Located in the south-east part of Shenzhen, the Yantian District is very diverse when it comes to folk music. Some notable examples include the Hakka Folksong, the JiuLong Folksong, the Fishing Folksong, the Marriage-cry Folksong, which, along with many others, are all well known among the locals. These vibrant folksongs have a history of more than 300 years and they are sung in various tones and languages including Hakka, Cantonese, and Hoklo. The Yantian Folksongs were the most popular from the late forties up until the sixties, sang regularly by both men and women of all ages.
At the peak of this style’s popularity, many new popular singers emerged. In 1958, an adaption of the Hakka folksong opera, Sister Liu, was created by a Yantian villager named Guandai Bi. Bi recruited villagers as actors, and starred as the main character of his adaption. They later performed at the Guangdong folk art festival, earning the Excellence Award. At this point, the influence and importance of the folksongs was manifest. A decade later, Bi made the wise decision of moving with another villager to Hong Kong, where he became known as the “King of Folksongs”.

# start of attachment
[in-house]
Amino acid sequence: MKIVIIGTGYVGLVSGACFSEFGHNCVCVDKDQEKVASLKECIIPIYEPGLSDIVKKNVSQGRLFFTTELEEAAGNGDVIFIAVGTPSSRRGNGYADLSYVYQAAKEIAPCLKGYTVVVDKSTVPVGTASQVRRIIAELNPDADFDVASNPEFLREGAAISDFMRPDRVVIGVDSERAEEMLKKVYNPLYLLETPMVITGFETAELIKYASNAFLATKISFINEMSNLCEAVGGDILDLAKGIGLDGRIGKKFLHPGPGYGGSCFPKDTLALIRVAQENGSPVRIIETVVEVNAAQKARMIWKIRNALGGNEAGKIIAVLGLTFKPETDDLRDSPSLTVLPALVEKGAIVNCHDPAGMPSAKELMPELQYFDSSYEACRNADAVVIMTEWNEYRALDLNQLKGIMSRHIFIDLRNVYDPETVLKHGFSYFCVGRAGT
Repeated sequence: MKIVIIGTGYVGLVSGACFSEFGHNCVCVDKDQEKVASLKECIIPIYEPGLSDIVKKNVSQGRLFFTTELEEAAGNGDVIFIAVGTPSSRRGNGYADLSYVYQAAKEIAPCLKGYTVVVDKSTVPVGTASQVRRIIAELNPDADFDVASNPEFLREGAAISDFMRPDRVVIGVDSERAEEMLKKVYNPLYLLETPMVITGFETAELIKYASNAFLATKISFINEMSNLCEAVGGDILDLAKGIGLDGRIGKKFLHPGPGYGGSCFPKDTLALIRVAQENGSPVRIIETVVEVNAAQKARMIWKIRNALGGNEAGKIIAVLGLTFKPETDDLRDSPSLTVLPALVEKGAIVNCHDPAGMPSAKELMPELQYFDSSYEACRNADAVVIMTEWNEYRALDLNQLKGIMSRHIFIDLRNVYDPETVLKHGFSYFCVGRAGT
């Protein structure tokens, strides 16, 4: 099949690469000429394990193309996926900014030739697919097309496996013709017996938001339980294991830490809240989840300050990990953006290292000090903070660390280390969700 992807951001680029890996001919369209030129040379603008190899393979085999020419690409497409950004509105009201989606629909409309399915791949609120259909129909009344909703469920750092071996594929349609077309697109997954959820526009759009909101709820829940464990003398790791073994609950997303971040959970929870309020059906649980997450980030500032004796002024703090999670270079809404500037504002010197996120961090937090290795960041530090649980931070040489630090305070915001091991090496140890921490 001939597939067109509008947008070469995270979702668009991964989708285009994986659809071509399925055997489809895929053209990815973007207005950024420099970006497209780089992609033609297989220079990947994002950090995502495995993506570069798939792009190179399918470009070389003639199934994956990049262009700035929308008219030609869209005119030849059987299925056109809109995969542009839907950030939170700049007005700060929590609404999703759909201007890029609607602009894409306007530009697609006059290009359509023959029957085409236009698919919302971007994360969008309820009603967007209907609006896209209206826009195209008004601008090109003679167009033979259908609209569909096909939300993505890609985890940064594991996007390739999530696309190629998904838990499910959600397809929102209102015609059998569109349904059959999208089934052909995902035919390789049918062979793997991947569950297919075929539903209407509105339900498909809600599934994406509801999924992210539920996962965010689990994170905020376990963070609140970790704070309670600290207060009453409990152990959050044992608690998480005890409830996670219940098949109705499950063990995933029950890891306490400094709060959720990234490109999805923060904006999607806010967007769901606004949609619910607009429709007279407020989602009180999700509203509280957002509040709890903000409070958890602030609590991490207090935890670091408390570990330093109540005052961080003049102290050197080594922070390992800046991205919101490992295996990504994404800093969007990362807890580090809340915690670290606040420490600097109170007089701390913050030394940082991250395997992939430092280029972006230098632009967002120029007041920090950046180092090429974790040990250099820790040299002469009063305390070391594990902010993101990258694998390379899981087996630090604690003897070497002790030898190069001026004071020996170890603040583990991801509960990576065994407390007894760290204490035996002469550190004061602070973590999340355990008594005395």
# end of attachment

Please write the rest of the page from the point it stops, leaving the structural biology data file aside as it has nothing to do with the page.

The movement was stunted however, by the cultural revolution during which much of the previously acquired know-how of the Yantian folksongs was lost, and those who loved singing them became afraid to sing. It wasn’t until the economic reform — gai ge kai fang, or reform and opening up — of 1978 that the folksongs regained their popularity. In 1991, when the Shenzhen Folksongs Compilation was created, it included over 200 folksongs, over half of which were from Yantian. An enduring regional specialty, Yantian Folk-music is without a doubt an artistic and cultural treasure of Southern China.
This piece is a translated work, translated from Chinese to English as part of the Shenzhen Nonmaterial Heritage Project of Shenzhen Polytechnic University and Shenzhen Museum.